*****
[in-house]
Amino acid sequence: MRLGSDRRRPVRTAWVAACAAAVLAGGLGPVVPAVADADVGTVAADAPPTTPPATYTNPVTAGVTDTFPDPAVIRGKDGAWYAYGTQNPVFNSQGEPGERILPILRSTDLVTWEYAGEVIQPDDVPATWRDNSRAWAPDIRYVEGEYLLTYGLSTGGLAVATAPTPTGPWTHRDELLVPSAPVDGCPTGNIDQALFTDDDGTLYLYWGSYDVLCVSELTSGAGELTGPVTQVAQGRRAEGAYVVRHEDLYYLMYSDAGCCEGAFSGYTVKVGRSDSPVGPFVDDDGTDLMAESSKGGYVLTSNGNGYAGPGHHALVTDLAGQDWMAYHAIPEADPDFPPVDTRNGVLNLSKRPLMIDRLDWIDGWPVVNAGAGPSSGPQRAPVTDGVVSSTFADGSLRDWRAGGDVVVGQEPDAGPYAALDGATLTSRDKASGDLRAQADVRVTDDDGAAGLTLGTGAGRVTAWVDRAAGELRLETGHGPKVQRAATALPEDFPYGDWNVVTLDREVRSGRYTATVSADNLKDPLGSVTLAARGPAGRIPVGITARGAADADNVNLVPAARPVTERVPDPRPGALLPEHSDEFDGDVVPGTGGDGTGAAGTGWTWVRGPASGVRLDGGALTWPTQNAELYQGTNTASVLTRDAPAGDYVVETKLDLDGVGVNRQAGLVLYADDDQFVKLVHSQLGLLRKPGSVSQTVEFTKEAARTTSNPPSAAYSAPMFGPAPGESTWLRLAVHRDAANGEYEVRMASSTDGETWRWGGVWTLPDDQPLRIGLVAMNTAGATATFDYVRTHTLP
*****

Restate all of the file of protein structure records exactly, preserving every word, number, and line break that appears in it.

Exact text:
[in-house]
Amino acid sequence: MRLGSDRRRPVRTAWVAACAAAVLAGGLGPVVPAVADADVGTVAADAPPTTPPATYTNPVTAGVTDTFPDPAVIRGKDGAWYAYGTQNPVFNSQGEPGERILPILRSTDLVTWEYAGEVIQPDDVPATWRDNSRAWAPDIRYVEGEYLLTYGLSTGGLAVATAPTPTGPWTHRDELLVPSAPVDGCPTGNIDQALFTDDDGTLYLYWGSYDVLCVSELTSGAGELTGPVTQVAQGRRAEGAYVVRHEDLYYLMYSDAGCCEGAFSGYTVKVGRSDSPVGPFVDDDGTDLMAESSKGGYVLTSNGNGYAGPGHHALVTDLAGQDWMAYHAIPEADPDFPPVDTRNGVLNLSKRPLMIDRLDWIDGWPVVNAGAGPSSGPQRAPVTDGVVSSTFADGSLRDWRAGGDVVVGQEPDAGPYAALDGATLTSRDKASGDLRAQADVRVTDDDGAAGLTLGTGAGRVTAWVDRAAGELRLETGHGPKVQRAATALPEDFPYGDWNVVTLDREVRSGRYTATVSADNLKDPLGSVTLAARGPAGRIPVGITARGAADADNVNLVPAARPVTERVPDPRPGALLPEHSDEFDGDVVPGTGGDGTGAAGTGWTWVRGPASGVRLDGGALTWPTQNAELYQGTNTASVLTRDAPAGDYVVETKLDLDGVGVNRQAGLVLYADDDQFVKLVHSQLGLLRKPGSVSQTVEFTKEAARTTSNPPSAAYSAPMFGPAPGESTWLRLAVHRDAANGEYEVRMASSTDGETWRWGGVWTLPDDQPLRIGLVAMNTAGATATFDYVRTHTLP